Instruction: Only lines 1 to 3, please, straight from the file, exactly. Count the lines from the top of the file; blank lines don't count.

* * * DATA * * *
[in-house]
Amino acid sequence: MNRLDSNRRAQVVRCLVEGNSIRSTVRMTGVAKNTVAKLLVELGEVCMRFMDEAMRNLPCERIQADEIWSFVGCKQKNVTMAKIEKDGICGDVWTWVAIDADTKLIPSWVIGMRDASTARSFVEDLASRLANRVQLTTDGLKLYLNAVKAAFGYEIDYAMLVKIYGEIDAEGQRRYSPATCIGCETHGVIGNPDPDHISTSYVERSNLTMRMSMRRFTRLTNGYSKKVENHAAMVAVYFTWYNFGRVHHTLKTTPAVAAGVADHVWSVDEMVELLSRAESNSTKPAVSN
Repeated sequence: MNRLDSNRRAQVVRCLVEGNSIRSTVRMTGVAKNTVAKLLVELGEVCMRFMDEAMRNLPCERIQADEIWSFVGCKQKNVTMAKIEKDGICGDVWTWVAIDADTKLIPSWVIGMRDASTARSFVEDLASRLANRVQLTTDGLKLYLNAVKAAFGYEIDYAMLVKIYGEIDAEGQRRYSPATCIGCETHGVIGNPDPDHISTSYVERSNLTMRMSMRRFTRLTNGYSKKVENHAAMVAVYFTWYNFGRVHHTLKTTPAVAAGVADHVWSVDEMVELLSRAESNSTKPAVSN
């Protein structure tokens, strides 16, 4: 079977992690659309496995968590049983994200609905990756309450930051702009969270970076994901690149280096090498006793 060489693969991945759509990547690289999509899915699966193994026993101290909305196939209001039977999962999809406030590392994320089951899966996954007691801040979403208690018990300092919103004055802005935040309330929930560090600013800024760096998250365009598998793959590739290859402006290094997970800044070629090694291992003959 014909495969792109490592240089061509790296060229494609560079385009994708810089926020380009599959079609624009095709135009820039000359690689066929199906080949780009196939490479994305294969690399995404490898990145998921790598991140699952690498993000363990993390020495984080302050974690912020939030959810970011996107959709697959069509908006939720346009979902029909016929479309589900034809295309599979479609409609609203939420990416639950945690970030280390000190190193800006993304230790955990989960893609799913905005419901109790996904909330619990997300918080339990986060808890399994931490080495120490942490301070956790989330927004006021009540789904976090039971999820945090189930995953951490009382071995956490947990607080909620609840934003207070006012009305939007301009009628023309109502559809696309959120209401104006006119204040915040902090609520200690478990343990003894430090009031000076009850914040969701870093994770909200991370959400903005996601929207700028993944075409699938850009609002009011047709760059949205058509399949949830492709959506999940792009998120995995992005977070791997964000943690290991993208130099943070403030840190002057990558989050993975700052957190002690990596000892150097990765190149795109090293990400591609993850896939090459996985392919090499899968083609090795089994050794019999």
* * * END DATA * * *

[in-house]
Amino acid sequence: MNRLDSNRRAQVVRCLVEGNSIRSTVRMTGVAKNTVAKLLVELGEVCMRFMDEAMRNLPCERIQADEIWSFVGCKQKNVTMAKIEKDGICGDVWTWVAIDADTKLIPSWVIGMRDASTARSFVEDLASRLANRVQLTTDGLKLYLNAVKAAFGYEIDYAMLVKIYGEIDAEGQRRYSPATCIGCETHGVIGNPDPDHISTSYVERSNLTMRMSMRRFTRLTNGYSKKVENHAAMVAVYFTWYNFGRVHHTLKTTPAVAAGVADHVWSVDEMVELLSRAESNSTKPAVSN
Repeated sequence: MNRLDSNRRAQVVRCLVEGNSIRSTVRMTGVAKNTVAKLLVELGEVCMRFMDEAMRNLPCERIQADEIWSFVGCKQKNVTMAKIEKDGICGDVWTWVAIDADTKLIPSWVIGMRDASTARSFVEDLASRLANRVQLTTDGLKLYLNAVKAAFGYEIDYAMLVKIYGEIDAEGQRRYSPATCIGCETHGVIGNPDPDHISTSYVERSNLTMRMSMRRFTRLTNGYSKKVENHAAMVAVYFTWYNFGRVHHTLKTTPAVAAGVADHVWSVDEMVELLSRAESNSTKPAVSN